THE UK is facing Brexit and the likelihood of increased dependence on the United States. In heatwave London, the red carpet is being rolled out for President Donald Trump, who is speaking ill of Europe and NATO. And the Russian Federation, under its formerly KGB President — what exactly are the spymasters of Moscow Central up to?
John le Carré’s thrillers are never just about the tradecraft of espionage — however dazzling, as it certainly is in this new novel — but about the interests that the secret world serves and the personal and moral decisions that individuals face.
In Agent Running in the Field, Nat, 47, a veteran British agent-runner and formidable badminton-player, has returned home from his life abroad as a faux diplomat, and the Service has a new job for him pulling together its dowdy outpost in Camden.
He lives in Battersea with his wife, Prue, who was trained for fieldwork, too, but is now a human-rights lawyer. At Nat’s badminton club, Ed, a Millennial with a Nonconformist conscience, seeks him out as a worthy opponent, but also takes to pouring out his affronted pro-European idealism à deux in the club bar in a way that touches a fatherly chord in Nat. Then Nat’s promising junior colleague, Florence, suddenly quits the Service (“the Office”).
To reveal much more plot would be a spoiler; for, as usual with le Carré, it is only as the reader turns each page that details fall into place or prove to be red herrings, eventually to reveal the deeper truth.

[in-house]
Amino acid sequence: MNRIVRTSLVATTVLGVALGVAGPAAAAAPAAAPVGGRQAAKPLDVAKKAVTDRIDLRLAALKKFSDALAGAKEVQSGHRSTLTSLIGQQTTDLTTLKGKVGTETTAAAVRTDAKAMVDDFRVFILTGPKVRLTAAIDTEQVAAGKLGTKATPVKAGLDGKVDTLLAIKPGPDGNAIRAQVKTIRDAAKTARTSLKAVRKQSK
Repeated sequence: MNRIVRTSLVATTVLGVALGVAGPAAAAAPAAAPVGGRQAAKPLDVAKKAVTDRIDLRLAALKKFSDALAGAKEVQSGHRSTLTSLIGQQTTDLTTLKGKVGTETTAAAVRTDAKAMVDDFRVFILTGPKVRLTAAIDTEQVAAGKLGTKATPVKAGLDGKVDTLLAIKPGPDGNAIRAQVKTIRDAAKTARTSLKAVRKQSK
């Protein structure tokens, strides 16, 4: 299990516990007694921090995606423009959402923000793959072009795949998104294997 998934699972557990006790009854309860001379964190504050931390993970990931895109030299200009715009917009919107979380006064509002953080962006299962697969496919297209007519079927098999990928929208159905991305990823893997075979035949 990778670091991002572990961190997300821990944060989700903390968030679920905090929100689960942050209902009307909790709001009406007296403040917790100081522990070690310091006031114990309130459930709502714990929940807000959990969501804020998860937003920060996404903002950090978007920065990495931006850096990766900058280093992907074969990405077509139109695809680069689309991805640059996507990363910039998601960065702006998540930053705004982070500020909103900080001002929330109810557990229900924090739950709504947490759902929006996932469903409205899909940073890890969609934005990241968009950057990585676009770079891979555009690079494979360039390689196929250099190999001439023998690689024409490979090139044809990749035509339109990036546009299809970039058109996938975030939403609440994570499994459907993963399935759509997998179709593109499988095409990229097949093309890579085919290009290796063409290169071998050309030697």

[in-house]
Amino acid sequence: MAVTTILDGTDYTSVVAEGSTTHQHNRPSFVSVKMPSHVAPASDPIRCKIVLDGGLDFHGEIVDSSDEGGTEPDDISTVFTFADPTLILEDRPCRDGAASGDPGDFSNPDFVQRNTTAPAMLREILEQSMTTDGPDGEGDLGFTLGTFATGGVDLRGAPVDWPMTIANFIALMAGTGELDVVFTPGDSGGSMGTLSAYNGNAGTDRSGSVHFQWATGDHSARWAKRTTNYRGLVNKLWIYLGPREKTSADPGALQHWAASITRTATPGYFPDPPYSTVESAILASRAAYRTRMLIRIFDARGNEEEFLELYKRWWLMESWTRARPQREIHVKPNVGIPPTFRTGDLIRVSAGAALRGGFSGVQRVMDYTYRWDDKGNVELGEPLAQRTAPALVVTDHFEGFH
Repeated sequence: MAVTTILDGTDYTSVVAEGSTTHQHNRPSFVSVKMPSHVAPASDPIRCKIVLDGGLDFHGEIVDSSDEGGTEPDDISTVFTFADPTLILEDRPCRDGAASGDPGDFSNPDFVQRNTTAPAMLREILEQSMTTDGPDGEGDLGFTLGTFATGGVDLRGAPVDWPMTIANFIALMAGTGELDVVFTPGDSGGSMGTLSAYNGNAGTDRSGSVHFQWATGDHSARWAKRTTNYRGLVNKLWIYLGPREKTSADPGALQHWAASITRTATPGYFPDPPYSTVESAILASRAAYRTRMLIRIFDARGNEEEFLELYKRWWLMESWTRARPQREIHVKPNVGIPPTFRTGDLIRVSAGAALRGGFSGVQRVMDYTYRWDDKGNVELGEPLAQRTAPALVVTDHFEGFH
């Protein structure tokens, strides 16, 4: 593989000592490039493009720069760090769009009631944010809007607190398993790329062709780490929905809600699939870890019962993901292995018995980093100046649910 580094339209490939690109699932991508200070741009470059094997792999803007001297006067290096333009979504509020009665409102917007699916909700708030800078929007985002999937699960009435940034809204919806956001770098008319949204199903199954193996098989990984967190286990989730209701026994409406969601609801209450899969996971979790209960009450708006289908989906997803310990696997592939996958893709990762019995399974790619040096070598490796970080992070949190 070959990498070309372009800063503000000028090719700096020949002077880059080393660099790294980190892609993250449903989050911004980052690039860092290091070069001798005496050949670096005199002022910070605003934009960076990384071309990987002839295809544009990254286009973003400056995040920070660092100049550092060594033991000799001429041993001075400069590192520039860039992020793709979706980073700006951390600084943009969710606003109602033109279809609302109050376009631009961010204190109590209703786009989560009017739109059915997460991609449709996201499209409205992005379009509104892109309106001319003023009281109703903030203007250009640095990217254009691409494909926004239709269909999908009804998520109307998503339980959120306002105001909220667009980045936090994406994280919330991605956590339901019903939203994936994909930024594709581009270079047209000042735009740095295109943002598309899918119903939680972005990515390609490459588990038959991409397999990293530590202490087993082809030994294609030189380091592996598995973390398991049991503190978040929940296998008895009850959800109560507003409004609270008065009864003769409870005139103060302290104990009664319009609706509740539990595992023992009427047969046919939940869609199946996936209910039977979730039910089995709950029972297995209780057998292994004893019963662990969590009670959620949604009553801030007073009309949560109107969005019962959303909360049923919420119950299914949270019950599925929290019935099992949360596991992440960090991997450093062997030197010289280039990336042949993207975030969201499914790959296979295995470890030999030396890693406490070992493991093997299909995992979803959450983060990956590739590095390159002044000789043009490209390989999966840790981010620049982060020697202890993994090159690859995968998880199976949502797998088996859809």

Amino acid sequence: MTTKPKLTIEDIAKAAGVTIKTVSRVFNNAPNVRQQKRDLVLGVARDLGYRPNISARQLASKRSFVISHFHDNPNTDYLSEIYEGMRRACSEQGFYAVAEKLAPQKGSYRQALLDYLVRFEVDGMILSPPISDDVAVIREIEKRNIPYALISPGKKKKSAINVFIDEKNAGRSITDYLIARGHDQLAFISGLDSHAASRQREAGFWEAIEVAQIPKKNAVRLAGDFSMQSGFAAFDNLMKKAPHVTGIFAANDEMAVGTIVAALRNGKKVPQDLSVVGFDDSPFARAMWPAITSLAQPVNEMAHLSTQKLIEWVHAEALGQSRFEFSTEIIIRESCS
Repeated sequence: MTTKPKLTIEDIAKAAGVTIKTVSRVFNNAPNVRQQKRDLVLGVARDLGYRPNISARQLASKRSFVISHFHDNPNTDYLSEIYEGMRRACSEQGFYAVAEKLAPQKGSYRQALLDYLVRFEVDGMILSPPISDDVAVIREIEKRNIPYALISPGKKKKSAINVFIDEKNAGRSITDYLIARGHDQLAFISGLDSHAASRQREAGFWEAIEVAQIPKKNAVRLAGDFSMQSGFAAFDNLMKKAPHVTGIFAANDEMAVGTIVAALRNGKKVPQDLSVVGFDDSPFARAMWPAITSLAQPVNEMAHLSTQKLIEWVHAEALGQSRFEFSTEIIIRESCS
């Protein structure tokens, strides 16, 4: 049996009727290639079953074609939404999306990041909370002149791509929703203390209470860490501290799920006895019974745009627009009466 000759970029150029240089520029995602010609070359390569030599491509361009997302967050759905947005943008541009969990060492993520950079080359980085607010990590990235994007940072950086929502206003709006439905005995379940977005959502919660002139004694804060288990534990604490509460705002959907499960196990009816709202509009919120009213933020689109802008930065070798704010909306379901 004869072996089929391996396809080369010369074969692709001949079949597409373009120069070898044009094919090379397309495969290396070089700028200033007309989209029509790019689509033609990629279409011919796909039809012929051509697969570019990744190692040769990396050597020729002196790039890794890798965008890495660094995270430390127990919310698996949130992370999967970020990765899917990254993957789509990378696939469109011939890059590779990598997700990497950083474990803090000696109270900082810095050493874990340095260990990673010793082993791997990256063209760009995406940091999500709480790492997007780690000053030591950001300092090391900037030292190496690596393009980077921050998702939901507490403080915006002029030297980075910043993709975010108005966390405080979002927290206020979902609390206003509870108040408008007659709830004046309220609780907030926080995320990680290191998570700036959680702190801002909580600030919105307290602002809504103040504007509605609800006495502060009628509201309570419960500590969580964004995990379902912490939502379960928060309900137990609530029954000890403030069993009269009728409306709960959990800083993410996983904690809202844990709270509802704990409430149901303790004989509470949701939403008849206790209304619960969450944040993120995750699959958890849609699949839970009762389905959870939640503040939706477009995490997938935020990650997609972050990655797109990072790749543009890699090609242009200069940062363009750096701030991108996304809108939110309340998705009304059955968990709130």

There are wonderful scenes, among them a set-piece covert operation that triggers the novel’s crisis; and an evocative and dangerous meeting in Czechoslovakia with a former Russian traitor, living out his time in wealth and misery, who is disillusioned about the country that he served: “You walk out of Europe with your British noses stuck in the air. ‘We’re special. We’re British. We don’t need Europe. We won all our wars alone. No Americans, no Russians, no anyone. We’re supermen.’ The great freedom-loving President Donald Trump is going to save your economic arses. . . He does everything for little Vladi that little Vladi can’t do for himself.”
Church Times readers may worry unduly about the elderly bearded priest described as wearing a “mauve surplice”. But, in this first-person narrative, perhaps he only proves to us that spy training and brilliant deductive agility don’t cover everything.
This is sophisticated entertainment from an author who, at 88, remains sharper than most of us — and who probably won’t need to be in his nineties before he sees it adapted for television.
Agent Running in the Field
John le Carré
Penguin Viking £20